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Information and interesting facts about Mauritius

Mauritius – an island nation – known for its lush tropical vegetation, sugar cane plantations, mountains, white sandy beaches and an exotic mix of Indian, African, British, French and Chinese cultures – is located in the ocean Indian.

Mauritius was not habited by humans until the Arrivals of Arabs in the Middle Ages. They named the island “Dine Arobi”. Then a Portuguese came to call the island “Cine”. The Dutch Republic established the colony in 1638, naming it Prince Maurice van Nassau. This colony lasted until it was abandoned in 1710. Five years later, the island became a French colony called Isle de France. Due to its strategic location, the island was known as the “star and key” of the Indian Ocean. His current name is Maurice.

Mauritius itself is surrounded by a ring of mountain ranges of extinct volcanoes, streams, waterfalls and rivers.

The Republic of Mauritius is made up of the islands of Rodrigues, Agalega and the archipelago of Saint Brandon.

Its surrounding lagoons are protected from the sea by the third largest coral reef in the world which surrounds the island. These reefs protect against shark attacks. There are 150 km of white sand beaches in Mauritius.

The hottest months are January and February. The coolest months are July and August. Interesting months to visit mauritius are from May to December.

Several tropical cyclones usually hit the island between January and March each year.

Due to the sustained winds, the eastern part of the island is cooler and there is more rainfall than in other parts of the island.

Grand Baie is a place where you can relax in restaurants, nightclubs, nightclubs and in the evenings.

On Rodrigues Island, the Blue Bay beach of Trou d’Argent has crystal clear waters. It is an ideal place for sailing and windsurfing.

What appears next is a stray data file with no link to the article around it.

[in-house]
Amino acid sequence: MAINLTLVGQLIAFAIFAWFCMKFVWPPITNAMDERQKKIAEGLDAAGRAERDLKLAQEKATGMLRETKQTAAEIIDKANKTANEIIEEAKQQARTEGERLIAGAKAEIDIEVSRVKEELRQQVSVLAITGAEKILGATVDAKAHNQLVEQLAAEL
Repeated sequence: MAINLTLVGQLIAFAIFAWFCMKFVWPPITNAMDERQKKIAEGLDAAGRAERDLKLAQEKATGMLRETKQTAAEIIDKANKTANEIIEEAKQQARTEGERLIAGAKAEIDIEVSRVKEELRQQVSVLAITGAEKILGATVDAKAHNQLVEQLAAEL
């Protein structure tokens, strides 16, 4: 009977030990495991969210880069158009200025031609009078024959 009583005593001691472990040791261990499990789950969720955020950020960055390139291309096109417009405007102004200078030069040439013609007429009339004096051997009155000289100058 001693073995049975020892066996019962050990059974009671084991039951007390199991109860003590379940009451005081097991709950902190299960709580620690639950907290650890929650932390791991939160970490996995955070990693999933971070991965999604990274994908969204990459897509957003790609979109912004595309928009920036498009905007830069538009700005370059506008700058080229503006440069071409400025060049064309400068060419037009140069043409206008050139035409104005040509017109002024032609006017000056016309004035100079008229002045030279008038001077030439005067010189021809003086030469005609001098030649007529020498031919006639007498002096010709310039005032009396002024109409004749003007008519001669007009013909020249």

At Pereybere Beach, tourists can do everything. The white sand is very soft and the water is gorgeous turquoise. Shops and restaurants are close at hand.

Other popular beaches are Le Morne, Mont Choisy (with easily accessible watersports) and Flic en Flec beach.

Visitors can take a trip to the 7 Cascades – seven different waterfalls near temples and sugar cane fields. One of them is located a few kilometers from the Land of Seven Colors. Take your guide with you.

The land of seven colors is a famous attraction in Mauritius. This part of the open area consists of sand dunes of seven different colors: brown, red, purple, purple, blue, green and yellow.

LaVanille Nature Park includes the largest group of Aldabra giant tortoises in the world, as well as over 2,000 crocodiles, monkeys, bats, bats, geckos and deer. The experience is complemented by animal husbandry and pony riding.

Mauritius has the oldest botanical garden in the southern hemisphere. The SSR Botanical Garden dates back to the 18th century French period and is home to vegetables, fruits, flowers and spices from around the world.

Thanks to the Mauritian Wildlife Conservation Fund, the island has worked hard to become the international standard for the protection of endangered species and natural resources. Some of the rarest birds in the world are found here, including pink pigeons.

Being an important base for the trade routes from Europe to the east before the opening of the Suez Canal, the French and the British fought for it during the Napoleonic years.

Although the French won the naval battle of Grand Port, the British forced the island’s surrender three months later in December 1810. French settlers were allowed to preserve the land, the French language and French law.

Under British rule, Mauritius became the main sugar colony of the empire. When slavery was abolished by parliament in 1835, producers received compensation for enslaved Africans.

In turn, the growers brought in large numbers of Indian laborers to work in the sugar cane fields and nearly 9,000 Indian soldiers.

In 1872, two English lawyers were sent to form the Royal Commission. Measures were recommended that would have a positive impact on the lives of Indian workers over the next 50 years.

Mahatma Gandhi visited the island in November 1901 and encouraged these workers to be more active in matters affecting their welfare.

General elections for adults were instituted in March 1959. The country became an independent state in March 1968 and in 1992 a member of the Commonwealth of Nations.

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